Architectural Perspective on Zero Waste
In his 2003 book, titled Building Ecology, Peter Graham emphasizes the laws and principles which underpin the act of building sustainably and ecologically. One of these principles, the third law, deliberates the importance of materials by urging us to “only create by-products that are nutritious or raw materials for resource production”.
An example of such is reusing, refurbishing and recycling material components of buildings.
Bali-based architect, Gede Kresna, is well known for his eco-architectural structure, Rumah Intaran. Kresna shared his recent programs and projects in a Webinar “Build It Green!” (BIG) hosted by the Department of Architecture at the University of Indonesia in 2020.
Kresna was strongly inspired by Pramoedya Ananta Toer (1925-2006), an Indonesian writer and critic, who once articulated “be honest in mind”, or “jujur sejak dalam pikiran”. Kresna has translated the meaning of architecture into a simple definition: “Do not create waste during the design process.”
In order to prevent waste production, he prefers to conduct prior research, such as physical modeling, in order to preserve materials and prevent waste production. This research process in turn minimizes the possibility of obtaining an excess in materials and allows the medium to be used effectively in alternative spaces.
In his work, Kresna often utilizes wood which has been salvaged from old houses and shipwrecked boats on Bali Island, as shown in the photo. By actively seizing such opportunities, he is able to repeatedly employ the same materials so long as their condition is preserved. According to the waste hierarchy released by the American Environmental Protection Agency (USA EPA), this action is considered to be of the highest efficacy owing to its inherent act of recycling and source reduction.
According to data released by the Ministry of Environment and Forestry, Indonesia and its 260 million inhabitants are producing more food waste (about 44 percent by types ), most of which is household-generated (about 62 percent). Although waste treatments such as composting and recycling (12 percent) are implemented, more than 69 percent of total waste is transported directly to landfill.
Furthermore, a 2014 survey by the Central Statistics Agency (BPS) indicated that a mere 9–32 percent of households were effectively separating their waste. With the sheer amount of household rubbish currently entering landfill it is unsurprising that the key to successful waste management is waste separation, which, in Indonesia, is quite low.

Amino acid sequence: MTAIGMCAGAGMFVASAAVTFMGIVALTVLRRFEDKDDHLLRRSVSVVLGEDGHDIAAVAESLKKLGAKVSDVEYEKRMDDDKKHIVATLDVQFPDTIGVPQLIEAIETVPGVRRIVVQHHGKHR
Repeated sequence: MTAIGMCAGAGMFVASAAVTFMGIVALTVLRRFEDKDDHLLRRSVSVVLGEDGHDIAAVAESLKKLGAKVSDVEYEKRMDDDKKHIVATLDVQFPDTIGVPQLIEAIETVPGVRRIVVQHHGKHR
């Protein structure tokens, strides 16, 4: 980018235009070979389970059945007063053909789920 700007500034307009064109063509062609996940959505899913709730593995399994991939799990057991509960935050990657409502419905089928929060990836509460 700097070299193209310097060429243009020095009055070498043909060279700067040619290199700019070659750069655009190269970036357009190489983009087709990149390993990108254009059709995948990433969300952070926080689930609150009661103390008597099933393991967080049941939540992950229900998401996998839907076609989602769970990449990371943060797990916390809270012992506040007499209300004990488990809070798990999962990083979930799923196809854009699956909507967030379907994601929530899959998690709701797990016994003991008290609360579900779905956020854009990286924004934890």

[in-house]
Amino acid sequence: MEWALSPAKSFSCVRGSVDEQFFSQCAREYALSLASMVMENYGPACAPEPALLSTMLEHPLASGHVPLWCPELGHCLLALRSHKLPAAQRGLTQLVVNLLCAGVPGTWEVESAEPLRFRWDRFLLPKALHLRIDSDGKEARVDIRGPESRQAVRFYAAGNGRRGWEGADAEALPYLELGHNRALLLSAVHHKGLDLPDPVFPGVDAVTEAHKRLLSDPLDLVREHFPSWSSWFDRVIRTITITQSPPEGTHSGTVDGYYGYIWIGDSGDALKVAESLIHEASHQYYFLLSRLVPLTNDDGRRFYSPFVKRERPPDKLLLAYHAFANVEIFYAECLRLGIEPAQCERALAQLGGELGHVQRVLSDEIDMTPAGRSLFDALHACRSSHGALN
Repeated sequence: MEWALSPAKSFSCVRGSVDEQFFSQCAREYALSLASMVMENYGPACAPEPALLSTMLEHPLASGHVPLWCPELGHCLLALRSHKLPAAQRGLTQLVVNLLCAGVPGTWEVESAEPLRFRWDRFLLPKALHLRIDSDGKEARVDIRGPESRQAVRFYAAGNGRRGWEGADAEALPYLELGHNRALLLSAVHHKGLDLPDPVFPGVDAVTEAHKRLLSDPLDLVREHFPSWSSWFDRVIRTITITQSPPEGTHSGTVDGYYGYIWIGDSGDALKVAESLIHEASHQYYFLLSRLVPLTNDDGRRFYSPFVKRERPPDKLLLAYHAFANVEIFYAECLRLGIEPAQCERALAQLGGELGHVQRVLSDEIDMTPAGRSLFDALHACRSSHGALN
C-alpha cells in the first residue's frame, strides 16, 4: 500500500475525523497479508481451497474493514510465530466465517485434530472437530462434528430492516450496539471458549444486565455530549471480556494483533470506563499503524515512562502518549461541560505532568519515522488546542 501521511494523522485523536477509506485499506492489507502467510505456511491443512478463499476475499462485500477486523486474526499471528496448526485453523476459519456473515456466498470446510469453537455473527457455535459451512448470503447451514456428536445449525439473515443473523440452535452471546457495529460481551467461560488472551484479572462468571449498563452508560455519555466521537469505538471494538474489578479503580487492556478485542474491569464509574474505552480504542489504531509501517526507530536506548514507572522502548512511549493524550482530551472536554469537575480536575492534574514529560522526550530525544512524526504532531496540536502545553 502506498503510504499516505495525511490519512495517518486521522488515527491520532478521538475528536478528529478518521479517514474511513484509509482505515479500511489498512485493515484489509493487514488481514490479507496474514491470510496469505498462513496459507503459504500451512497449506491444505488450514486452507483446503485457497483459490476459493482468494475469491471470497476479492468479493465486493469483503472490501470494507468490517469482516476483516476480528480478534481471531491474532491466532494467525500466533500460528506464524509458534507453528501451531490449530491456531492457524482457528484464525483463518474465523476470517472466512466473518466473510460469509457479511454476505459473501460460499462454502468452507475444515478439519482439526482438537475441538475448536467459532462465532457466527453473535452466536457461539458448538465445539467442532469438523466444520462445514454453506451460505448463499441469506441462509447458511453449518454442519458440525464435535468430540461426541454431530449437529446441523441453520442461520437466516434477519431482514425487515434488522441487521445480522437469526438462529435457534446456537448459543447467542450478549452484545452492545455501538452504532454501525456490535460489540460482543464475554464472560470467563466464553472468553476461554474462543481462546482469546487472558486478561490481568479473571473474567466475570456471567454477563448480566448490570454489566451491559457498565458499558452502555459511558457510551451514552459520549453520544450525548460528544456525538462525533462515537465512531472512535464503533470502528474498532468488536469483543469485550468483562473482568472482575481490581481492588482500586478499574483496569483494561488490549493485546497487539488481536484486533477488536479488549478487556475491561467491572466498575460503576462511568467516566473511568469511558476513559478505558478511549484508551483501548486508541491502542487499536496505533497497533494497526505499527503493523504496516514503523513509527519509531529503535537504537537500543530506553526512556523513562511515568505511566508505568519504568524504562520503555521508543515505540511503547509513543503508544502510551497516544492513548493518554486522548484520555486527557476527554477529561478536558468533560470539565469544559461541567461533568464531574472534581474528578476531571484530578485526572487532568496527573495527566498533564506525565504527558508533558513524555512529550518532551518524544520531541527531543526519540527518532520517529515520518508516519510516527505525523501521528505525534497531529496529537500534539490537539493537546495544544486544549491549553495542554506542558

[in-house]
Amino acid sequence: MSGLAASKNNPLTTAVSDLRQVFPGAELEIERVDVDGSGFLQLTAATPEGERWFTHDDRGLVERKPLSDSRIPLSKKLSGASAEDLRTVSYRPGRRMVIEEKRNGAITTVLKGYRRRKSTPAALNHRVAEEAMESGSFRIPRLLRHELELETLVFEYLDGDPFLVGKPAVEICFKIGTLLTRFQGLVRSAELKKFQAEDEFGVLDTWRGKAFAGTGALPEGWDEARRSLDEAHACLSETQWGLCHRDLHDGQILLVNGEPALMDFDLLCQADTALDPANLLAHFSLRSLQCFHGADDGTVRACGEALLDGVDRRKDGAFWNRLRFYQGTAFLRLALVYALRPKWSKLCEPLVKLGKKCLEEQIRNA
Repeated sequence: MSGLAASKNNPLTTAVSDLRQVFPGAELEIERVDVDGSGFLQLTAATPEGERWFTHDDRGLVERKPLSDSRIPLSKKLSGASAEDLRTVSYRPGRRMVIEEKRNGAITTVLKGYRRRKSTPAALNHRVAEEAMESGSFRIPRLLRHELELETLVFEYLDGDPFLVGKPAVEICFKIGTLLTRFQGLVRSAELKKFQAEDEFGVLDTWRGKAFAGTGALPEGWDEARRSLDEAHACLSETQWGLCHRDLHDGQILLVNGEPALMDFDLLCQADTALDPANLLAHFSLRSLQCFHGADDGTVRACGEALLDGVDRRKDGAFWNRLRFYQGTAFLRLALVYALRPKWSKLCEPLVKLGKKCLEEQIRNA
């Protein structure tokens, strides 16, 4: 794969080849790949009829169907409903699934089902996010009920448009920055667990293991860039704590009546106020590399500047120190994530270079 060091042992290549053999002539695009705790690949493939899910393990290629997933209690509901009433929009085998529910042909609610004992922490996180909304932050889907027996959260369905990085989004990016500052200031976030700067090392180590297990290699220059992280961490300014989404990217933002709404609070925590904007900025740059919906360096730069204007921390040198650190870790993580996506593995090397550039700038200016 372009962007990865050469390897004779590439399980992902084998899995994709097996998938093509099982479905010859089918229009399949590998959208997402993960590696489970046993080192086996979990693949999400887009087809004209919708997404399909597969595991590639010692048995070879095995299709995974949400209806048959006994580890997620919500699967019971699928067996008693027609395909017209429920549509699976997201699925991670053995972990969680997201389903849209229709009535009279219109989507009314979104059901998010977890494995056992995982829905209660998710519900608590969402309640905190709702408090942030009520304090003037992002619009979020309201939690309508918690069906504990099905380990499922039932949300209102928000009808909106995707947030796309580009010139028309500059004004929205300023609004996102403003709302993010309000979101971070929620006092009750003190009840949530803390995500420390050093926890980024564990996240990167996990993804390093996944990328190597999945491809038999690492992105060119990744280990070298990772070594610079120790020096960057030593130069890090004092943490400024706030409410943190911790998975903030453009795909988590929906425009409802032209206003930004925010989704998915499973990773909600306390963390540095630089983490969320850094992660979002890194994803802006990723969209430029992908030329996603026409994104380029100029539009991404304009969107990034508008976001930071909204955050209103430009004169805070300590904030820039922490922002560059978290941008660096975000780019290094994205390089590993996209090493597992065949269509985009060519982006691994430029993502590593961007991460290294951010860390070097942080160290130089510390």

This predicament is evocative of a quote from Up Cycle, written by McDonough and Braungart: “We don’t have energy problems; we have a materials-in-the-wrong-place problem.”
Regarding the aforementioned practice of eliminating waste in architecture, it is apparent that architects play an important role, both as the designer and also the teacher. The environmental benefits of using sustainable building materials may be hindered by insufficiently educating consumers on the importance of ecological construction practices. The practice of waste prevention begins in the initial conversations between client and architect, where the principles of the zero-waste initiative are communicated.
In his recent book, Saving The Planet By Design, world renowned Malaysian architect, Dr Ken Yeang, reiterates the imperative shift from “take-make-dispose linear econom[ies]” to a “circular flow of take-make-reuse-recycle-replenish-reintegrate” systems.
Architects in particular play an instrumental role in shifting the paradigm from a linear to a circular economy where resources are used more effectively. As stated by McDonough and Braungart in Cradle to Cradle, mere waste reduction is insufficient – one must avoid waste disposal altogether, as every piece plays a part within the circular economy.
An example of this practice is pictured above, where a restaurant in Solo has integrated recycled materials into its otherwise traditional composition. Although contemporary designs such as this are known to reduce costs and waste, there remains reluctance among some to embrace these eclectic mixes of ornamentation. Be that as it may, the impossible task of creating a design which satisfies all tastes has long been the struggle of the architect.
Ova Candra Dewi is a scholar from the Department of Architecture, the University of Indonesia, and an environmental activist.
She can be reached through Email: firstname.lastname@example.org